20 You sit and speak against your brother,
slandering your mother’s son.
21 When you do these things should I be silent?
Do you think that I am like you?
I accuse you, I lay out the matter before your eyes. (Psalm 50:20–21).
Four Forms of Disagreement
When people disagree on Facebook or other social media, they seem to do so in one of four ways:
- Prudential Judgment recognizes that two Catholics, who both strive follow Catholic teaching, might reach different conclusions on how to best carry out that teaching while living in the world. Provided that neither of these Catholics are seeking to evade Church teaching to justify what they want to do anyway, we have no right accusing one of error. There are different ways of engaging the world, including political approaches, after all.
- A person can be mistaken but in good faith about what Church teaching involves. Such people need to be corrected of course, but they need to be corrected gently (Proverbs 15:1). People recognize when they are being treated unjustly, and resent it. In resenting it, they might turn away from the truth, thinking our bad behavior is a sign of our being in the wrong. That would be false, but many in the world do reason this way.
- There is also the attitude of partisanship, where we treat a disagreement with our political views as if we were rejecting Church teaching on a subject. Under this attitude, a person who votes for X, or disagrees with voting for Y, is considered to be openly rejecting the Catholic faith. But in reality, this person is simply disagreeing with our political views, but not the Church teaching, and we are in the wrong for judging them.
- Finally, we have a case a person rejects the Church teaching in favor of a political teaching, saying if the Church disagrees with them the Church is wrong. In this case, the person is doing wrong, for whatever reason. The Church does have the authority to speak out on matters of faith and morals, and this includes when a nation or a political movement goes wrong. For a person to reject Church teaching as “intruding into politics” would be to give to Caesar what is God’s (cf. Matthew 22:21).
Discerning Between These Forms to do the Right Thing
Unfortunately, combox warriors have a bad habit of assuming the first three things are actually the fourth. Disagreement must be rejection of Church teaching, because we can’t possibly be wrong. The problem is, this is the kind of judgment our Lord condemned in Matthew 7:1. We’re assuming that any disagreement with how we see the world is rejecting truth itself, and assuming that rejection is done willfully. But in only one of these four cases is this true. That means in three of these cases, we are judging rashly, and committing calumny if we accuse them.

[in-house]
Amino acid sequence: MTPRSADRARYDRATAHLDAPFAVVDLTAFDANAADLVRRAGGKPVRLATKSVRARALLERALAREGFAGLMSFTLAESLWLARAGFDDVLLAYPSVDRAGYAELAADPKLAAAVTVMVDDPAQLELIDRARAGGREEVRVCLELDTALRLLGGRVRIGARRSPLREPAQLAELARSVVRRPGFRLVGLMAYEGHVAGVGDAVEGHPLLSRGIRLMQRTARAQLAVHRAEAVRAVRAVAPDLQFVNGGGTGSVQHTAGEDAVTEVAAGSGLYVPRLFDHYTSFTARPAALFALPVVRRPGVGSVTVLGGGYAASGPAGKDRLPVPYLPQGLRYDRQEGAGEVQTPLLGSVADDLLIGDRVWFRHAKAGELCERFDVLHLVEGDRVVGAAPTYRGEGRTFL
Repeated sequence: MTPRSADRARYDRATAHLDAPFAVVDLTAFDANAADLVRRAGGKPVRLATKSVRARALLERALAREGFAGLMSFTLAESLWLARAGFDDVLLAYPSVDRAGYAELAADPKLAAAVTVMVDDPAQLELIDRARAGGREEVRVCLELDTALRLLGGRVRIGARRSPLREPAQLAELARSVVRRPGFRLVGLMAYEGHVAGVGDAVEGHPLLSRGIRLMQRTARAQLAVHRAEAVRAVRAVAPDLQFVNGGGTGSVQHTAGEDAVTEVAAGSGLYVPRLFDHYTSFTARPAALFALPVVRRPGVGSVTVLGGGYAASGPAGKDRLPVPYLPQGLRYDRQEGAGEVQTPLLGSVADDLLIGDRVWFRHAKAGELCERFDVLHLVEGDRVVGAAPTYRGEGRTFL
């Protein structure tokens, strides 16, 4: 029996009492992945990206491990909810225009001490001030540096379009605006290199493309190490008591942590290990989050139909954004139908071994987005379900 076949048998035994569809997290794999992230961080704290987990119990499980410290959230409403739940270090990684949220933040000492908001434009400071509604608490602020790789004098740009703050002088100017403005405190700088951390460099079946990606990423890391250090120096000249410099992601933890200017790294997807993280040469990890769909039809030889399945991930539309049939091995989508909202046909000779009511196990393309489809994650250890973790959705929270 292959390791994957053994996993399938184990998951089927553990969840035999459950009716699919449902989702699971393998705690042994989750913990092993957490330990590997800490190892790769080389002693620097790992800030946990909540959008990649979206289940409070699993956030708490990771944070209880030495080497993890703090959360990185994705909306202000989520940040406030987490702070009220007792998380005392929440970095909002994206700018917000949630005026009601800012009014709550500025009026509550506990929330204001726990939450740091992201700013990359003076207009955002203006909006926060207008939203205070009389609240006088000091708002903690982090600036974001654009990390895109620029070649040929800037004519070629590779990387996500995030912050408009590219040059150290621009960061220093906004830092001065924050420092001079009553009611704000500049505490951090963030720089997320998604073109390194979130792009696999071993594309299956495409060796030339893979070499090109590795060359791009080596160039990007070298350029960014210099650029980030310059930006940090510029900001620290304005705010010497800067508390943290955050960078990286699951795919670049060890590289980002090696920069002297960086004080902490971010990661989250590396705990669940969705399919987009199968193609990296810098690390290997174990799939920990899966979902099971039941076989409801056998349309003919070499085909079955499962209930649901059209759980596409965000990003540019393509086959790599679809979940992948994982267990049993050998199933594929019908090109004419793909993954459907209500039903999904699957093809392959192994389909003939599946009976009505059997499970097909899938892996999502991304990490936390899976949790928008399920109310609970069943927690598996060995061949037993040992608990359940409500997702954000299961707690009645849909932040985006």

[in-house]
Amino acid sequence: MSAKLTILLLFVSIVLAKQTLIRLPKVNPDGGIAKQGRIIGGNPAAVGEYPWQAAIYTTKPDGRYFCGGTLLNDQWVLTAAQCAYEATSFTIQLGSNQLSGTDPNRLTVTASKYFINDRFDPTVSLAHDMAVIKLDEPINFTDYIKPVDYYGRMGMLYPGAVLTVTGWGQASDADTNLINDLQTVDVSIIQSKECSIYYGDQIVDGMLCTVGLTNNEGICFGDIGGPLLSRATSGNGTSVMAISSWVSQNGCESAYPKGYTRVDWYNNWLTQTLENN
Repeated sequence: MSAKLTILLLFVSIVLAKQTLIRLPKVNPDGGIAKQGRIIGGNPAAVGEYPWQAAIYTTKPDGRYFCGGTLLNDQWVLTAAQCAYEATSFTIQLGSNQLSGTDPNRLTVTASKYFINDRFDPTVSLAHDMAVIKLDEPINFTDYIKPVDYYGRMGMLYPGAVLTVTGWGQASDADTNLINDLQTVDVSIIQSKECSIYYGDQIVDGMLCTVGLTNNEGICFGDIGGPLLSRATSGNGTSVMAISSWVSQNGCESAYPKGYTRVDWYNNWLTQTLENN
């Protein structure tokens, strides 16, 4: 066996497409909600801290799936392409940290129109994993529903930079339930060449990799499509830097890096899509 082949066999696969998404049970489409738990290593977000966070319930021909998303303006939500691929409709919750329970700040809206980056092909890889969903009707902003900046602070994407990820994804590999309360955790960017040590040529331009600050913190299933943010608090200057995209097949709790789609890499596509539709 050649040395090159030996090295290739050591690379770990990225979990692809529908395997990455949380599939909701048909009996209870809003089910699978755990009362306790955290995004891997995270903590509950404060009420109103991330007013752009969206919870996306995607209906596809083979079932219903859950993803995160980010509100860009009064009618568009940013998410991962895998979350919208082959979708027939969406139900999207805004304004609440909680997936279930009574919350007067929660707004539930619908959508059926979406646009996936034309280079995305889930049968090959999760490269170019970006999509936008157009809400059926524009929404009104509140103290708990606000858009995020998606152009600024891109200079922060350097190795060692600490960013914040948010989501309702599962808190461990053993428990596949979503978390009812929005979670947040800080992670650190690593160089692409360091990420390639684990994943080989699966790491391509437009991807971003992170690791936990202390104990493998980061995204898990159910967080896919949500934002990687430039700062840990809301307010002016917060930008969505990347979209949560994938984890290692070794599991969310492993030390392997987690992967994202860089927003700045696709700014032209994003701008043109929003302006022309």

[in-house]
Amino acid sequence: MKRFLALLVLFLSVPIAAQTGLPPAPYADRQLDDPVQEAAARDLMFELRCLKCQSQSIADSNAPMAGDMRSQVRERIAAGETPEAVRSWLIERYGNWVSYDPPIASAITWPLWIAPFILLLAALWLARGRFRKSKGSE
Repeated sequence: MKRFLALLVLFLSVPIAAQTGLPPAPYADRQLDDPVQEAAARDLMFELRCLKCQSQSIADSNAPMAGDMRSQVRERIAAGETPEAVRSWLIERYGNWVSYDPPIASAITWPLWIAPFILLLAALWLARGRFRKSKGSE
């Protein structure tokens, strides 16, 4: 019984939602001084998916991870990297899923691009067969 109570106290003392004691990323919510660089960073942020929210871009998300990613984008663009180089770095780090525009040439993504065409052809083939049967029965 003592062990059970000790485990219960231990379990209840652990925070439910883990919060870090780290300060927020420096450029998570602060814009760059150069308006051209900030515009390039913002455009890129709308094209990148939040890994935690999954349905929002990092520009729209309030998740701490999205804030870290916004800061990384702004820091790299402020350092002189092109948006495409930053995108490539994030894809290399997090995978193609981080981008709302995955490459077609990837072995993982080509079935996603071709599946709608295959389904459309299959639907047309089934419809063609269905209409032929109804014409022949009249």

To avoid these sins, we have an obligation to discern what they intend to say, and what the Church herself teaches on the subject. Discernment, in this case, does not mean our personal reading of these things, and judging others in light of our interpretation. It means we make sure we understand what troubles us, and make certain it ought to trouble us before taking action. Then we have to make certain our reaction is just and chartable. As St. Francis de Sales as says:
Although S. Paul calls the Galatians “foolish,” and withstood S. Peter “to the face,” is that any reason why we should sit in judgment on nations, censure and abuse our superiors? We are not so many S. Pauls! But bitter, sharp, hasty men not unfrequently give way to their own tempers and dislikes under the cloak of zeal, and are consumed of their own fire, falsely calling it from heaven. On one side an ambitious man would fain have us believe that he only seeks the mitre out of zeal for souls; on the other a harsh censor bids us accept his slanders and backbiting as the utterance of a zealous mind.
Francis de Sales, Of the Love of God, trans. H. L. Sidney Lear (London: Rivingtons, 1888), 351.
This is a reasonable warning. The fact that St. Paul could rebuke the Galatians or offer correction to St. Peter is not permission for us to behave rudely to those we think are doing wrong. More often than not there is a risk of responding in sinful anger, confusing it with virtue. So, we have three obligations:
- To make sure we understand the person who offends us
- To make sure we understand the teaching we think he/she goes against
- To make sure any response we make is compatible with Our Lord’s commandments to show love and mercy
If we fail in any of these obligations, we behave unjustly, quite possibly causing harm. If we’re wrong about what a person holds, or wrong about what the Church holds, or wrong about confusing our ideology with the Catholic obligations, we condemn the other unjustly. If we are right, but react without love or mercy, we have done wrong, and quite possibly driven a person away from accepting grace.
As always, it is not my intent to point fingers at any individual, nor to insinuate their guilt. Rather I hope to point out a dangerous attitude showing up in disputes between Catholics on how we should behave. Yes, we need to correct the sinner. But it seems that lately we are assuming guilt, rather than asking whether our assumptions are correct. Even when we are correct, there is a growing habit to behave in a vicious way. We need to stop falsely judging those who have not done wrong, and when we correct those who do wrong, we must correct in charity. Otherwise, people might be driven away from the Catholic faith because of our own behavior, not that of the person we disagree with.